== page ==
(K): In the beginning, it was an attempt to land a helicopter.


(I): They didn’t manage to land a plane there. Is that correct?


(K): I don’t have that information, so I’m not going to fantasize. According to my knowledge, when I interviewed those who took part in the first 24 hours of fighting at the Gostomel airfield, they did not tell me about the landing of the Russian military transport aircraft.


Defense of Zhylyany airport:

(I): It’s clear. Regarding the airfield Zhulyany, if I understand correctly, you are very well aware of events and who defended it in the first two or three days. Were Territorial Defense Forces (TDF) involved there? The neighborhood men, the army, special forces, or air defense? What was there at Zhulyany?


(K): [Laughing] Zhulyany was a wild hodgepodge (a mixture, originally “solyanka” – remark), from different power structures of Ukraine. And on the 25th, absolutely accidentally, well, conditionally, I accidentally stopped at Zhylyansk airfield; we had to get ammunition there to go to another area. I saw many border guards, officers, and soldiers of the National Guard present. A few soldiers of the Armed Forces of Ukraine (AFU) were present.
When I asked, “what will we do? What were we waiting for?”
– “We are waiting for the Kirov landing party.”

– “What are we doing?

– “We are not doing anything. We are waiting. “

– “Who is the man in charge?”

– “No one in charge.”

Understanding the importance of Zhulyany airport – It was the air gateway for the Russians, for the success of the takeover of Kyiv. There were people, but the task was not completely clear to them. In general, these were not members of the AFU but other security forces. And they have another specificity. Now they are not even trained; they don’t understand what to do. They gathered, and I introduced myself, “I’m general Kryvonos. I am taking the command”. Then I set some tasks. I had some experience in defense and successful experience in defense of airfields. In 2014 during the 47 days, I defended in Kramatorsk. Additionally, I knew how to seize airfields because of the specifics of my service as a Special Forces soldier. Accordingly, I also knew how to prevent capture. There were cadets from the military institutions of the Shevchenko University. There was a small unit of the presidential regiment. Again, even just an honor guard company. You understand, these are just the guys who absolutely do not know how to fight.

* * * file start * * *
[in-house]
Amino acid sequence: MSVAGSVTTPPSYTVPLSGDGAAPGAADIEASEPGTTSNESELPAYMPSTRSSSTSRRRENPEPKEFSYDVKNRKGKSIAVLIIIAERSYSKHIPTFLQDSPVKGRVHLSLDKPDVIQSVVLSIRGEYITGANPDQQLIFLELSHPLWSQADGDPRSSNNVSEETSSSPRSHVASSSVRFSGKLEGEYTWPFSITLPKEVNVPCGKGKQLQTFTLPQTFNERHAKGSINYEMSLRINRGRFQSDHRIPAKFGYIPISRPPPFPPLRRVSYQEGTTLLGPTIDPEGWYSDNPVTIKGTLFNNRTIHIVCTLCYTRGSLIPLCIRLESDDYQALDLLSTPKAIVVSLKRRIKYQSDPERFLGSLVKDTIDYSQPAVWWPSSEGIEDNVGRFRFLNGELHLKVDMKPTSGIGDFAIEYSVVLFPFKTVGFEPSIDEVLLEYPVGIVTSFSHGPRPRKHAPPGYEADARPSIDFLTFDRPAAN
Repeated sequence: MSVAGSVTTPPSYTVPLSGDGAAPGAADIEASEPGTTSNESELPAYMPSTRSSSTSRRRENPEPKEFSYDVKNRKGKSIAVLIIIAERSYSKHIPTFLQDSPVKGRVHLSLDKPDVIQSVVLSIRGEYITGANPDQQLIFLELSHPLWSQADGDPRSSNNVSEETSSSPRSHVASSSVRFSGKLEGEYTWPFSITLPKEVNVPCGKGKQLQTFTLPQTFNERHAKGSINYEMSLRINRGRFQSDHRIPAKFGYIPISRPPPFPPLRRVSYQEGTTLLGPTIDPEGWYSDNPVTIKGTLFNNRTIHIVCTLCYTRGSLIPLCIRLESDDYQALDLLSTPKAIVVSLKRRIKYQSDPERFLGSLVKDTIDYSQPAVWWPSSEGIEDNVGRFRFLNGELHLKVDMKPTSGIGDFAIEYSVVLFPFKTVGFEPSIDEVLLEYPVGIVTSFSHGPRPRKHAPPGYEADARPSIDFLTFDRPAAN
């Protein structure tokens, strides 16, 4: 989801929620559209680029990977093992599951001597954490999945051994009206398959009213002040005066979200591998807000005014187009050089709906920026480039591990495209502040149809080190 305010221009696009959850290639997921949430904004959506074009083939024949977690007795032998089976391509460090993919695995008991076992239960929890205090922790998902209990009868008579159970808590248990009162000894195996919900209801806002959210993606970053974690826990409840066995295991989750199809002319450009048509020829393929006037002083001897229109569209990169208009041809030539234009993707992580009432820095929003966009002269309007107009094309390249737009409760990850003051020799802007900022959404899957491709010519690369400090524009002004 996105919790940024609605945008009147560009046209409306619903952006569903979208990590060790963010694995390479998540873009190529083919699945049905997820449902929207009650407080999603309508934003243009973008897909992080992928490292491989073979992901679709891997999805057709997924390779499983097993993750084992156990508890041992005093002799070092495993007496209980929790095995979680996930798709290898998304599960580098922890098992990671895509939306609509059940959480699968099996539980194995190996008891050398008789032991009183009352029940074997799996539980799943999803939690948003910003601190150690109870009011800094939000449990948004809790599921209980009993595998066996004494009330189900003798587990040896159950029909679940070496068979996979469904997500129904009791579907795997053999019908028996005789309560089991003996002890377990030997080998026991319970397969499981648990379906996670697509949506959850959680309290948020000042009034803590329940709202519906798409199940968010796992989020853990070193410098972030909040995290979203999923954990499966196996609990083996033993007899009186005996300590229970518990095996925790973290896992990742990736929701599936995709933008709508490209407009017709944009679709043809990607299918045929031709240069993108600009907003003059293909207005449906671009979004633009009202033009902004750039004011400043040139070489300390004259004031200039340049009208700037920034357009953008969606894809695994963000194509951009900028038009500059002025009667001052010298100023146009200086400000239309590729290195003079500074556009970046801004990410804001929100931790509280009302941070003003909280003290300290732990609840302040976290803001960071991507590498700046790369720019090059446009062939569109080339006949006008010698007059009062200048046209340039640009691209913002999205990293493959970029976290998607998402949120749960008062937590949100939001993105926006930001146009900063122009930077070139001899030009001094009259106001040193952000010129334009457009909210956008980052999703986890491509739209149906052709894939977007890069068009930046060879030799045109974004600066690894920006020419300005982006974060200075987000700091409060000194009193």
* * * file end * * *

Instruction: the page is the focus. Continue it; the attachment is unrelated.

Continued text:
But here, we have to give credit to both the commander of this combined unit and these guys; they did everything right; as I told them, they were quick to learn, as well as the border guards and the national guard. There was no TDF, unfortunately. Another composite unit came to the airfield at my call, but they had nothing to do with TDF and armed forces then. They were veterans with experience from the previous war, 2014 through 2022. And these guys were the guys who had served and fought in the Right Sector unit (Pravyi sector in Ukrainian – remark)  at one time, then fought in the Third and Eighth Special Operations Regiment. So these guys also understood everything. And they were my brothers-in-arms, who did everything very clearly and quickly.
The first airfield’s defense task is to block the runway to prevent the landing. Then it was mined, and as we created a system of fire and a system of engineering barriers, we were already absolutely at ease. What and how would we do next? We were only increasing our efforts, let’s say, polishing the diamond we held in our hands.


(I): I get the creepy impression that if you went by car on February 25 to get ammunition in another place, the enemy could have taken Zhulyany airfield. And who is not aware, and it is within the city limits; it is not even a suburb of Kyiv. The enemy could have occupied it immediately. Is it so?


(K): Well, not immedeately, but let’s say it could have been seized by an enemy airborne landing and secured landing by Russian Federation military transport aircraft. And it would have been much harder to beat it out of there in the middle of the city.


(I): There are less than 10 kilometers from the airport to the president’s office.